The 10,000 Hours Rule Doesn’t Apply to the Single Most Important Skill. Here’s Why:

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Malcolm Gladwell made famous the idea that mastering a skill requires 10,000 hours of practice (here’s the original 1993 paper by K. Anders Ericsson). But as automation takes over more facets of our world and economy, becoming exceptionally good at one specific, repeatable, skill may not be as valuable as it once was.

Instead, as automation and artificial intelligence make the repeating of known processes easier and cheaper, the value in our economy starts to shift further away from the repeating of tasks and more toward the creation of new solutions, approaches and processes. So, back to Gladwell and 10,000 hours:

What if the skill you really need to master in our changing world isn’t an existing skill at all, but instead is the ability to solve new problems as they arise? In other words, what if the skill you’re trying to master is creativity?

Not your dad’s “creativity”

First, it’s probably helpful to talk through what we mean by “creativity.” When most people think about the word, their mind inevitably conjures up images of painters and poets, designers and musicians. To say this another way, they confuse creative mediums with creativity. In truth, the painter who paints endless reproductions of someone else’s work isn’t being creative, nor is the musician who flawlessly plays someone else’s composition. That’s because creativity isn’t about medium — it’s about creating something new.

Using this more inclusive (and I would say more accurate) view of creativity, it’s still true that many individuals working in creative mediums are “creative.” But so are many programmers, marketers, entrepreneurs, teachers, and people across every job title. Bottom line: if you’re coming up with new solutions to problems, you are a creative — and you’re doing the most valuable work there is.

Creativity can’t be “brute forced”

Assuming you buy the premise that creativity is an increasingly important skill, why can’t you treat it like every other skill? Practice makes perfect (and 10,000 hours makes mastery), right?

Wrong.

The reason has to do with the nature of how creativity works. Steve Jobs captured it perfectly in a Wired interview back in 1996:

“Creativity is just connecting things. When you ask creative people how they did something, they feel a little guilty because they didn’t really do it, they just saw something. It seemed obvious to them after a while. That’s because they were able to connect experiences they’ve had and synthesize new things. And the reason they were able to do that was that they’ve had more experiences… Unfortunately, that’s too rare a commodity. A lot of people in our industry haven’t had very diverse experiences. So they don’t have enough dots to connect, and they end up with very linear solutions without a broad perspective on the problem. The broader one’s understanding of the human experience, the better design we will have.”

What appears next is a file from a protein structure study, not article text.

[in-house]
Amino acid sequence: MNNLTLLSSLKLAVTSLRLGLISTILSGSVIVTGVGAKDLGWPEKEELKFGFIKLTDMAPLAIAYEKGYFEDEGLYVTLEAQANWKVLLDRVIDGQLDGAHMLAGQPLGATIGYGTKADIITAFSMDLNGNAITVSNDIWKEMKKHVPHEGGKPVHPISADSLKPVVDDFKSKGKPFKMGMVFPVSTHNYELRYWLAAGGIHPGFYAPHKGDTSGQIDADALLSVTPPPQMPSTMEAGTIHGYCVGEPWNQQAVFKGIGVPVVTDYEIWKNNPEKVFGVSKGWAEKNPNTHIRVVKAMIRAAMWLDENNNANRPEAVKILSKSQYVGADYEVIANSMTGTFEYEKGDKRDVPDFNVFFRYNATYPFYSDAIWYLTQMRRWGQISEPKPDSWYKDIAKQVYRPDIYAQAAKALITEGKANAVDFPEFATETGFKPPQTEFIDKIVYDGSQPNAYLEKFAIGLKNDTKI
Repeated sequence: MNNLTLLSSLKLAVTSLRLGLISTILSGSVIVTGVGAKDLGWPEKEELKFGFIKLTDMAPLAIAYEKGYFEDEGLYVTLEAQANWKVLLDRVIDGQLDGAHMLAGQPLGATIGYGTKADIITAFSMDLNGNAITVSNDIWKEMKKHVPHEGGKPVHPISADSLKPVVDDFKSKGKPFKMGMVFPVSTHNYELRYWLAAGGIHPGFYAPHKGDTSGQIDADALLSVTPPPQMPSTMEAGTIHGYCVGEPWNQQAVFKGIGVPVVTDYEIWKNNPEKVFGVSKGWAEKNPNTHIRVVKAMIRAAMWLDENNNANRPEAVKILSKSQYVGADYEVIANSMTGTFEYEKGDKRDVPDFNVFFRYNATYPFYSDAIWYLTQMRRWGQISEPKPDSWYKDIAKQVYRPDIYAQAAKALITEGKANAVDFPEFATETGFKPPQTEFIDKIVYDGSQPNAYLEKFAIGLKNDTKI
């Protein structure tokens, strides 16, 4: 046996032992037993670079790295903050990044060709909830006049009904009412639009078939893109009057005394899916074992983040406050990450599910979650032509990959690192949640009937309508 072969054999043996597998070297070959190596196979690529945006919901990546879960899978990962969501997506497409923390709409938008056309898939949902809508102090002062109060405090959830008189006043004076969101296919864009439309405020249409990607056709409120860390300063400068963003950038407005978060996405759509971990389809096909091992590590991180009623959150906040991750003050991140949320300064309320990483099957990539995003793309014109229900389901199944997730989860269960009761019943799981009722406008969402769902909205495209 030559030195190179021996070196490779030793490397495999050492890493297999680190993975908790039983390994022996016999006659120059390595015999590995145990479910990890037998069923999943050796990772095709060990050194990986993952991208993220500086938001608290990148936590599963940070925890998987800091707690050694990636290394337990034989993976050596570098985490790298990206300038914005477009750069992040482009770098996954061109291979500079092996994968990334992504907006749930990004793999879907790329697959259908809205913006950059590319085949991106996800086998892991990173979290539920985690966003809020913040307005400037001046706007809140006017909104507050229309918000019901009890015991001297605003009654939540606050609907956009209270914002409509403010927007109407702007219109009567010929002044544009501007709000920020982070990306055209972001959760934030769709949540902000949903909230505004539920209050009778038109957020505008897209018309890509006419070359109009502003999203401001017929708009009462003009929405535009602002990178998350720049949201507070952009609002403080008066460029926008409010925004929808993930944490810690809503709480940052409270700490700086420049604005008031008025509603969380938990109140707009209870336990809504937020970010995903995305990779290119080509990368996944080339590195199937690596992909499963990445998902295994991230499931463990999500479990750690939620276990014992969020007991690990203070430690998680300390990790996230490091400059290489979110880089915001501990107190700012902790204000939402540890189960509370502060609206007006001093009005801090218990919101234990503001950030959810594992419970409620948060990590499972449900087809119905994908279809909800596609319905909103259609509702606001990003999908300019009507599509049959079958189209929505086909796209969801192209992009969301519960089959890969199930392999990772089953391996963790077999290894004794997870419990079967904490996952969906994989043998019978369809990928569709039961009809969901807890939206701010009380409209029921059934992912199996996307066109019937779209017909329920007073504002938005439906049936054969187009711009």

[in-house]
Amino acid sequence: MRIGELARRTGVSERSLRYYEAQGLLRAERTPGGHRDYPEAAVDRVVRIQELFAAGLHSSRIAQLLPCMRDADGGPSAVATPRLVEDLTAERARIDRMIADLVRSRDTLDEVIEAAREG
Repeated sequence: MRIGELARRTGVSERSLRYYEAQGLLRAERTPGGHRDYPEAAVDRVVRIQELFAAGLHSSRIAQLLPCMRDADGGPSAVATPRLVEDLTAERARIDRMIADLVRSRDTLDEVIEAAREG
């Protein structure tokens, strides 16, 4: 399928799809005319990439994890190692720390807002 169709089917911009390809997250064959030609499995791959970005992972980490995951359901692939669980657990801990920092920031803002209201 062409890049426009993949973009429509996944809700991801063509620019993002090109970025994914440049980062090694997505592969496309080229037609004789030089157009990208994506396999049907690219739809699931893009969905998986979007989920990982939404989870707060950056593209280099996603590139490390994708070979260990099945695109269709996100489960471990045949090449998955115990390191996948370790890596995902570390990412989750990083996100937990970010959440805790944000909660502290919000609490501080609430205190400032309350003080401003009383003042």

If you’re not an Apple fan, here’s another example: in this study of scientific publications, researchers found that interdisciplinary research generally leads to higher citation volume. Looking at this more broadly: when people cross-pollinate ideas from a broader set of disciplines, the solutions they come up with are more interesting… more cited… more creative.

So if creativity is really just taking skills and ideas from one area of your life, and plugging them into new configurations, then it stands that the raw material of creativity is breadth of experience (Steve Jobs’ “dots”). If you don’t have the dots to connect though, there’s no amount of practice that can make you more creative.

“Intellectual Cross-training”: the right workout regimen for your creative muscles

Former NBA champion and superstar Hakeem Olajuwon was one of the greatest basketball players of the 80s and 90s. The remarkable thing about his story though, is for most of his life, he only played soccer. He didn’t pick up a basketball until he was 17, merely a year before he joined the University of Houston as the centerpiece to their historically good team, and a mere four years before being drafted first in the NBA draft (famously, two picks ahead of Michael Jordan). Throughout his career, Olajuwon, using his signature “Dream Shake,” was known for constantly feigning and outsmarting players who’d played their whole lives. The move misdirected his opponents, and played to Olajuwon’s strength — his footwork, honed by years of soccer.

The moral of the story, of course, is just as Olajuwon became uniquely (some might even say creatively) great by bringing a skill set from a different discipline (soccer) to his sport of choice (basketball), I’d argue that the best way to make yourself more creative is through exposing yourself to a lot of different ideas and cross-pollinating other disciplines into whatever it is that you primarily do. This is a practice that I call “intellectual cross-training.”

What intellectual cross-training entails is different for everyone. You could take up a new hobby/ side hustle/ side project… You could explore classes on a platform like the company I work for, Skillshare… Or maybe you could just start reading a lot in a completely new field. Whatever you decide, the key is to pursue interests, learning and experiences outside your primary discipline.

Maybe you’ll surprise yourself and find something new that you’re really passionate about. At the very least though, you’ll collect Steve Jobs’ metaphorical dots — the connecting of which form the basis of creativity and success in our rapidly changing world.

By the way, I’m Cam, the VP of Marketing at Skillshare. If you’re interested in helping us create a world of curious, lifelong learners, join the Skillshare team.

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